About 20 years ago high schools slowly began doing away with classes that taught the trades, preferring to put the focus on getting everyone into college. But three things have happened since then – baby boomers are retiring in record numbers, there is an explosive need for people with trade skills with all the new construction caused by the housing shortage, and schools are realizing that not everyone is meant for college. To fill the gap, businesses needing trade skilled workers are working with the school systems to create a series of programs to educate kids about trade-related jobs and the skills needed to succeed.
Mechatronics jobs suffered a similar issue about 15 years ago, but a group of businesses needing workers with these skills partnered with the Rutherford County Chamber of Commerce, public schools, two-year post-secondary schools and Middle Tennessee State University to develop dual enrollment programs allowing high school students to graduate with sellable skills and key certifications leading to well-paying jobs with opportunities to build on those skills with additional training. Local businesses dependent on the trades have started similar programs.
“Trades are a good solid career,” said Norman Brown, owner of Roscoe Brown, “they can be done anywhere. And you can make good money.”
Construction trades are one of five high-demand industries right now. Companies need plumbers, welders, electricians, HVAC technicians, construction managers, and machinists. After conversations between many of the same parties as those who came together to work on the mechatronics issue, programs have been developed to educate children about the trades.
“We had some good conversations on how to get kids into some of these careers,” said Brown.
They created a program called “If I Had a Hammer” for elementary school kids that teaches about building a house and how to do fractions at the same time. It helps the kids understand how a house is put together while gently introducing them to careers in the trades.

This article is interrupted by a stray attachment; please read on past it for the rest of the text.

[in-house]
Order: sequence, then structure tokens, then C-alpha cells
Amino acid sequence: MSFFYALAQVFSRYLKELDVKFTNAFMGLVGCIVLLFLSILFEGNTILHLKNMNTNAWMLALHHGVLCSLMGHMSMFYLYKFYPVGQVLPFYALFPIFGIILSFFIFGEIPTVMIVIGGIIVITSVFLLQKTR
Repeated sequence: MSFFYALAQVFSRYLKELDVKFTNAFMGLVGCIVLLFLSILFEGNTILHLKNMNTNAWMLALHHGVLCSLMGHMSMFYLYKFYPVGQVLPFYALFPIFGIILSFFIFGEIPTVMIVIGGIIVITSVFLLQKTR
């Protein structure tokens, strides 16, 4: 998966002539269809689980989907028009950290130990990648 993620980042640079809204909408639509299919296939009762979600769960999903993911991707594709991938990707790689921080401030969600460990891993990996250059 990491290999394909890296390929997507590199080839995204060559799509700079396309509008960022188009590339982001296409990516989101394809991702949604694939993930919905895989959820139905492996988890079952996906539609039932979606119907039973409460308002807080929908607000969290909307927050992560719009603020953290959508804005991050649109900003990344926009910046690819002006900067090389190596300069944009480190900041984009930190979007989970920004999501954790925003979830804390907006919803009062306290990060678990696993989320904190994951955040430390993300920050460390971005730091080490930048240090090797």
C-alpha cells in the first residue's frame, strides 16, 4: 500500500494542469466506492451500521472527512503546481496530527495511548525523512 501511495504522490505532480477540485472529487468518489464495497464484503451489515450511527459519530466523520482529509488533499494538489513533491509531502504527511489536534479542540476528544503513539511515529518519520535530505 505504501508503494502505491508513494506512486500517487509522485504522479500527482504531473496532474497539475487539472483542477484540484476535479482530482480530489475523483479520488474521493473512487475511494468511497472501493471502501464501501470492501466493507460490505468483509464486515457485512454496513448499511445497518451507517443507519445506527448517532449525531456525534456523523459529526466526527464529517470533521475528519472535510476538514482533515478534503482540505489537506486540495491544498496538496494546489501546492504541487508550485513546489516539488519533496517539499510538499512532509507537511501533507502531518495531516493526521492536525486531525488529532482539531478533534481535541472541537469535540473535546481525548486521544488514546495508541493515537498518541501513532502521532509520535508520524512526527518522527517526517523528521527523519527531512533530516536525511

Middle school students are told about trade jobs and the skills needed to succeed in them during career days. And there are now four high schools back to teaching skill trades. Businesses needing kids with trade skills are pushing for these classes to be available at all of the high schools.
“The endgame,” said Brown, “is to get kids interested. Now people are coming from all over the United States to see what we are doing.”
Roscoe Brown has created an apprentice program in the trades. It is a twelve-month program that is state certified. Participants have an opportunity to earn a living and to learn a lifetime of applicable skills at the same time. There is lots of hands-on training. No cost is applicable to participate in the program, but it takes 8,000 hours of work to gain apprenticeship certification. The certification is good for other states besides Tennessee.
One student that went through the construction program from Oakland High School and then through Roscoe Brown’s apprenticeship program now runs his own truck.
“I suggest that those with a possible interest in one of the trades make a point of riding along with someone on the job,” said Brown. “We have a program to do this. You just have to be at least 16-year-old and sign a waiver. One day you can follow someone doing HVAC, and another day you can follow a plumber…[The trades] are great for kids who don’t want to work in an office.”